‘Unsolicited opportunities are the guide-posts of the Lord to the new roads of life.’ -Sarah Penn
The Revolt of Mother Feminism is a cultural, social, and political ideal that has been embedded in many aspects of American society. Some refer to feminism as the political activities by women’s rights groups for things such as suffrage. Others refer to feminism as a fight against the overall sexism against women. In looking for similarities in style and theme in Zora Neale Hurston’s “Sweat “and Mary E. Wilkins Freeman’s “The Revolt of ‘Mother’,” the most obvious thing is that both stories highlight the disaffection of presumed gender identities, and how both women overcame adversity to rediscover their own identities as well as to change the stereotypes regarding male and female gender roles. I believe that both Zora Neale Hurston’s “Sweat and Mary E. Wilkins Freeman’s ‘The Revolt of Mother’ collectively interpret and highlight the establishment of unethical social norms and rules with respect to gender.
In “The Revolt of ‘Mother,” the opening sentences depict how little power Sarah has in making decisions. “We know only what men-folks think we do, so far as any use of it goes, an’ how we’d ought to reckon men-folks in with Providence an’ not complain of what they do any more than we do of the weather.”-Sarah Penn, “The Revolt of Mother” For instance, when Sarah comes outside to question Adonriam about the barn and his promise for a new house he responds by saying, “I wish you’d go into the house, mother, an’ tend to your own affairs. . But the woman understood; it was her most native tongue” (Freeman).” His disregard for her thoughts and her initial display of servitude shows that he was in fact in charge, which is where the root of the conflict is introduced. The main conflict depicted in both stories is the establishment of “domestic power and vision as a countervailing force to the theme of flight from domesticity that appears in the 19th century” (Cutter).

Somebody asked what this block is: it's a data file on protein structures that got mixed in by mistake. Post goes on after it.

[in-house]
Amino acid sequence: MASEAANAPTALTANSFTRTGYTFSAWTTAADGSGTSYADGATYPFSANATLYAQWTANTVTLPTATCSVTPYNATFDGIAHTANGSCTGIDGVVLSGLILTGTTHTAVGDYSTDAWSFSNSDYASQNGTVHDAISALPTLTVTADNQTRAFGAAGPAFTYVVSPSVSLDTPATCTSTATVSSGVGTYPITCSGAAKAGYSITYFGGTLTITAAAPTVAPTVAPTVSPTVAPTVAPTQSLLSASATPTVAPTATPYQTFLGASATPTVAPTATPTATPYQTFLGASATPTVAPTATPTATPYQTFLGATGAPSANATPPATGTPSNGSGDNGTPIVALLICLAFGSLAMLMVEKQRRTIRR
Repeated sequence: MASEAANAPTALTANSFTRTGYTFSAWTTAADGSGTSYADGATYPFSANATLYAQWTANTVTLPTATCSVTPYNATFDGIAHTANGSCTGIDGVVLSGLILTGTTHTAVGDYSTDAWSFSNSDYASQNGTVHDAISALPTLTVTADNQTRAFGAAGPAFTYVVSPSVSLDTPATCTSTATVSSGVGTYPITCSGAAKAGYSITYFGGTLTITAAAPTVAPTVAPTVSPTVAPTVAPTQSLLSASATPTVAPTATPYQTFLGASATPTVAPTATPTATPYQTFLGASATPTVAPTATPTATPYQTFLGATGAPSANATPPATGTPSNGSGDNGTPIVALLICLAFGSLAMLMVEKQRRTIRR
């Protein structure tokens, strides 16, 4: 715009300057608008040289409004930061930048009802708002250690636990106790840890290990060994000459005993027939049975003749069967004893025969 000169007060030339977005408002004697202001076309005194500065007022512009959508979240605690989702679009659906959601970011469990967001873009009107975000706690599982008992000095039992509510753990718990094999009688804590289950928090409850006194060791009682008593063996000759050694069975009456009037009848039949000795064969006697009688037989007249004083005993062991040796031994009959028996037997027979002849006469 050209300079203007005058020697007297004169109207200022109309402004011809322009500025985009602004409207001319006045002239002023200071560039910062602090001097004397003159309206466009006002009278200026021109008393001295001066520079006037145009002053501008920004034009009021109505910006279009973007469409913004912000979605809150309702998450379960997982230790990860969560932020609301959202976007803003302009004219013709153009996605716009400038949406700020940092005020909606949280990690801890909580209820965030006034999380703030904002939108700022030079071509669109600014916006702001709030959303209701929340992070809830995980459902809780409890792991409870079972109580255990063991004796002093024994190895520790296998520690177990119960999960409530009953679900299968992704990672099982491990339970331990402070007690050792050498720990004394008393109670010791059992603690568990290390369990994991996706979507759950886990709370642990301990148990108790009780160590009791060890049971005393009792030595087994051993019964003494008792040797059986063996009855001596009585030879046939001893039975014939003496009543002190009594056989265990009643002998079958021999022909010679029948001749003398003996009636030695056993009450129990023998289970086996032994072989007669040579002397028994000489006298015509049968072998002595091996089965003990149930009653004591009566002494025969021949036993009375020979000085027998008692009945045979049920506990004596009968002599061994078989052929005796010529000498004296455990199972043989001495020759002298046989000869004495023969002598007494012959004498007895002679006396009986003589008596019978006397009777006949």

In Zora Neale Hurston’s “Sweat,” Delia Jones, a “washwoman” (Hurston) and house owner, is often antagonized by her abusive husband Sykes. Traditionally, women during that time period were expected to do household chores such as laundry within families. In the story not only does Delia have the role of doing laundry within her own household, but she also does it for a job, proving the point further of a woman in a sort of stereotypical social and family situation. As Laurie Champion states “Hurston frequently characterizes women who defy traditional western (white) literature and myths that depict consequences for women who step outside gender-biased social norms.” Delia is also described as having “habitual meekness” (Hurston), a traditional unwritten view on how women should behave with their husbands. Hurston doesn’t stop there. She illustrates the traditional ideal for women through other characters. Several men in the town where Delia lived often commented on her marital status and how they pitied her. “The village men on Joe Clarke’s porch even chewed cane listlessly. . .” Too much knockin’ will ruin any ‘oman. He done beat huh ‘nough tuh kill three women, let ‘lone change they looks,’said Elijah Moseley,” (Hurston), but in the end does nothing but avoid him. This goes to show how the other men in the village recognize the predicament of women such as Delia who “nodded briefly at the men as she drove past,” (Hurston) and won’t do anything to challenge the institution that has been rooted in their favor since times past.